I kept watching “Third Person” with curiosity, despite the inner voice in my head chiding me. The plot is disjointed, the dialogue is clumsy, and some of the acting is sub-par, yet I found myself involved with some of the characters and wanted to know the film’s outcome.
“Third Person” is written and directed by Paul Haggis, the award-winning filmmaker who, in 2006, became the first screenwriter to write two Best Film Oscar winning films back-to-back, “Million Dollar Baby” (2004) directed by Clint Eastwood, and “Crash” (2005) which he directed himself.
As in “Crash,” this new film has three separate stories with intersecting themes and plots. The characters have had life-shattering experiences involving death or injury to their children, destroyed marriages, breaches of trust or failed loves. The three male roles, played by Liam Neeson, Adrien Brody and James Franco, live with regret. Olivia Wilde, Mila Kunis and Moran Atias have secondary parts as their characters orbit around the men.
Liam Neeson (the “Taken” series of action movies) plays a 50-ish Pulitzer-Prize winning writer, Michael, who has left his wife (Kim Basinger) and is holed up in an elegant Paris hotel room, attempting the new novel that will resurrect his failing career. Constantly writing and editing, Michael struggles with his book. As we watch him write, some of his conversations appear verbatim on his computer. Here we may be wondering whether we are viewing fragments of his novel come alive or whether his writing is more nonfiction than one would think.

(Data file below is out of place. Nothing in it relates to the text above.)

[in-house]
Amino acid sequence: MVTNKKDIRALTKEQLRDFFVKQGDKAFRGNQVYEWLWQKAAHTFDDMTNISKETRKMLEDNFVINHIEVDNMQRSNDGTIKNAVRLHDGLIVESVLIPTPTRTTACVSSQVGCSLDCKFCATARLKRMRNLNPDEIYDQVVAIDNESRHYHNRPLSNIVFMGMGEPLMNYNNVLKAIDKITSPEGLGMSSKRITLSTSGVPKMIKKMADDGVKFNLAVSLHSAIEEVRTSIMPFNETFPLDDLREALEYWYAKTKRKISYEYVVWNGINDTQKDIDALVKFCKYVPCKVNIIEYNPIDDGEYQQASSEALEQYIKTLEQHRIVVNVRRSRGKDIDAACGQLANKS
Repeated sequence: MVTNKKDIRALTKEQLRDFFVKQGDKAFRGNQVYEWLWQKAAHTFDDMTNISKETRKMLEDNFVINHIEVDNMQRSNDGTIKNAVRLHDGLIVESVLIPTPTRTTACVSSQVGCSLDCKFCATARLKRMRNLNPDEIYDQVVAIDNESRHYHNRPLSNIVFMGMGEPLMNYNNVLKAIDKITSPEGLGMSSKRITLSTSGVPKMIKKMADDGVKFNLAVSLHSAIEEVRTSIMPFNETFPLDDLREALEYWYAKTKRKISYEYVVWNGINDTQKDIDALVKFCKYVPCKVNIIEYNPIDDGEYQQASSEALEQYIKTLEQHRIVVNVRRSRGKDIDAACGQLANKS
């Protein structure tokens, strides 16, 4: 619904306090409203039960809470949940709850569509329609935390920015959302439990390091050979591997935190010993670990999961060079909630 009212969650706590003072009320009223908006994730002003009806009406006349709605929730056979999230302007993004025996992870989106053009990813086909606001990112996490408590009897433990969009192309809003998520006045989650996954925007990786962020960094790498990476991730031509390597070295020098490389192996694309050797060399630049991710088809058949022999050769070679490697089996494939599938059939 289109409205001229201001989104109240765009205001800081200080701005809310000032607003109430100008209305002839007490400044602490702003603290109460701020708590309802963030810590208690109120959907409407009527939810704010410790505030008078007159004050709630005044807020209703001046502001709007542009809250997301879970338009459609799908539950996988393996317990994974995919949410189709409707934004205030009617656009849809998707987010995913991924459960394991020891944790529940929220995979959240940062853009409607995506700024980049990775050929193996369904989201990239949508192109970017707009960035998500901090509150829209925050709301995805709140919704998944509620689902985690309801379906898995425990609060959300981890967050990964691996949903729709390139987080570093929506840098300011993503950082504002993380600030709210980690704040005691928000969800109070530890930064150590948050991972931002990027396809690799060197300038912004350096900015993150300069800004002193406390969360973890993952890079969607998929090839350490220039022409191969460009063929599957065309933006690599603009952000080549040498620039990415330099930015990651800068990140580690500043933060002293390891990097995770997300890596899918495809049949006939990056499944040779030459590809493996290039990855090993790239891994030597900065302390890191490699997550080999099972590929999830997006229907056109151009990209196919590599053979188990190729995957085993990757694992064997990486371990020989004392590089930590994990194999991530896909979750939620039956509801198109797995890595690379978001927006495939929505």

Joining him is young, mean-spirited, slightly sadistic, woman friend, ambitious journalist, Anna (well-done by Olivia Wilde, “People Like Us”). Not only does she toy with him and keep him off-balance and insecure, but she also has another older lover, whose surprise identity explains a lot about her. Their love-making is passionate, but I wish Neeson had kept on his clothes.
Adrien Brody (“the Pianist”) shines as Scott, a crooked businessman, in Rome to buy stolen fashion designs. While stopping at a seedy bar, he meets Monika (Moran Atias) a seductive Roma woman with a probably concocted con-job of a story about her daughter being held hostage by a trafficker. But Scott finds himself attracted to Monika and her tale of woe to the point of abandoning his jaded identity in order to help her, betting his savings and his life on a longshot chance at love.
Brody’s subtle acting is in contrast to the ubiquitous James Franco’s disappointing performance. Franco plays a successful New York artist and vengeful former husband who has claimed sole custody of his son after his now poverty-stricken ex, histrionically acted by Mila Kunis (“The Black Swan”), is accused of harming their son. Kunis does little but cry and moan as she fails to take the necessary steps to retain some custody rights. Franco, who has worked before with Haggis in “In the Valley of Elah” (2007), seemed to have phoned in this performance. His stilted and inexpressive demeanor may have been intended to convey his character’s angry jealousy, but it comes off as merely wooden acting.
As the stories thinly interweave, Kunis, working as a hotel maid in New York City, enters into Liam Neeson’s Paris hotel room. Are we in New York or Paris? Are we viewing strands of a writer’s imagination? The characters struggle to overcome their lives’ regrets and salvage a bit of future happiness held my interest until the film’s unsatisfying conclusion.
© Emily S. Mendel 2014 All Rights Reserved